NRGi, Better Energy partner to advance PV project in Denmark
NRGi and Better Energy have collaborated on a new PV project in Denmark that spans the area of 112 football pitches — with the installation standing as Denmark’s third largest PV park.
In addition to this new solar project in Nees, the two companies also partnered on a solar park called Horslunde on the Danish island of Lolland. Together, these two projects have a combined generation capacity of 53.3MW and will generate enough electricity to power around 14,500 homes with renewable energy.
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Since 2012, Denmark’s Better Energy has been one of the fastest growing solar energy companies in Europe with over 150 MW in operation.
Jakob Bundgaard, group director for strategy and renewables in NRGi, said: “Solar energy is an interesting supplement to wind energy and holds significant commercial potential. We believe that over the next few years solar energy will become more critical in the transition to a greener and more sustainable energy system, and NRGi wants to be part of this transition. Better Energy is a strong player with the expertise needed to be a catalyst and boost solar development.”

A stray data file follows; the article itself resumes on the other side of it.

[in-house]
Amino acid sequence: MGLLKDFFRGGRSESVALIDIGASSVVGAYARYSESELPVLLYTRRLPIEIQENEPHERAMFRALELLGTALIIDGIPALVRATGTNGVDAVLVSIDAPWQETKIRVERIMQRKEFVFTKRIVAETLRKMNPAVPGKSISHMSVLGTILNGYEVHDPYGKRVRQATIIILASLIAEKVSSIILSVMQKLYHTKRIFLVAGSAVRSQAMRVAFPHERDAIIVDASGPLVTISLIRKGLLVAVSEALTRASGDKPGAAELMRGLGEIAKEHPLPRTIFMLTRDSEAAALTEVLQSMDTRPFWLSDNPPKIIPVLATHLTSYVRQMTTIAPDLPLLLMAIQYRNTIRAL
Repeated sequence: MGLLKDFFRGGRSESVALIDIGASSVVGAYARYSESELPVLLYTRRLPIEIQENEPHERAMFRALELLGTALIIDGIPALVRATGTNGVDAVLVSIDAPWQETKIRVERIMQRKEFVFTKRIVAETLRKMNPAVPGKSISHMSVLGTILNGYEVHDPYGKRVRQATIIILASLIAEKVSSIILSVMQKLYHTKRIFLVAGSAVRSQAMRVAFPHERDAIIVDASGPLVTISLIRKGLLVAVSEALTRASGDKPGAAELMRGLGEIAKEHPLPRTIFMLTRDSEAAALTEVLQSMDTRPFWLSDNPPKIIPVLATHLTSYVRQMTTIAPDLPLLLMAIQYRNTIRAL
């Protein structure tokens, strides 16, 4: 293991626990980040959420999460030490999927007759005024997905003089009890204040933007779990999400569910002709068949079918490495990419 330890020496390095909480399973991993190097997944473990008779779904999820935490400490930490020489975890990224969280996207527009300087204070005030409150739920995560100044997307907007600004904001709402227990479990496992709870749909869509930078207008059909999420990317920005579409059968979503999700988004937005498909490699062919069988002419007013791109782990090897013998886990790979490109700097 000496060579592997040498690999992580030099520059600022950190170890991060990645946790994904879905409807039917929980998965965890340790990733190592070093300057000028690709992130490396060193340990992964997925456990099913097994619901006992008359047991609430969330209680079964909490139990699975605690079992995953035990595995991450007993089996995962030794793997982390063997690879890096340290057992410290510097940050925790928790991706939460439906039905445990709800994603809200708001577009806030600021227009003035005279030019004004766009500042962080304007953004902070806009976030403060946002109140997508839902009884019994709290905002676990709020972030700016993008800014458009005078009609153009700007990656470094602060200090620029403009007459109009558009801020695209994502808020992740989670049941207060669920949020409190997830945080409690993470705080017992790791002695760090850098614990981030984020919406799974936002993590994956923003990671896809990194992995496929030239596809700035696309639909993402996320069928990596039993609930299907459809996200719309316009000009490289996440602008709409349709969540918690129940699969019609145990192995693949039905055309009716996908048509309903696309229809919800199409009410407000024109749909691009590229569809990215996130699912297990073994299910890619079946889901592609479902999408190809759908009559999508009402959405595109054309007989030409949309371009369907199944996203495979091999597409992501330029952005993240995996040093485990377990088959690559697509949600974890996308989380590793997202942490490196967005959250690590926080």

Al Rawdah becomes first PV-powered poultry farm in UAE
Al Rawdah, the largest poultry farm in the UAW, will convert its food processing installation in Dubai into a PV power plant — standing as the first solar-powered food processing building in the UAE.
TradeArabia noted that this move stands as Al Rawdah’s first step towards moving to renewable and clean energy. Solar panels started to be installed at the Dubai Farm back in 2016, with the initial phase of the PV project providing 50% of the energy required to run the food processing unit.
Al Rawdah aims to grow its renewable energy capabilities to meet 60% of the entire farm’s energy requirement by 2020.
Brazil reaches 150MW of PV microgeneration capacity
Brazil’s solar association Absolar noted that the country has reached 150MW of installed PV microgeneration capacity — with the country installing 18,214 systems to the national grid.
Total investments in this sector hovers around US$400 million, according to Absolar. Residential consumers are leading the way when it comes to the use of PV, representing 42% of installed power.
Following residential customers in Brazil are the commerce and services sector (39%), industrial sector (9%), rural zone systems (5%) and public buildings (5%).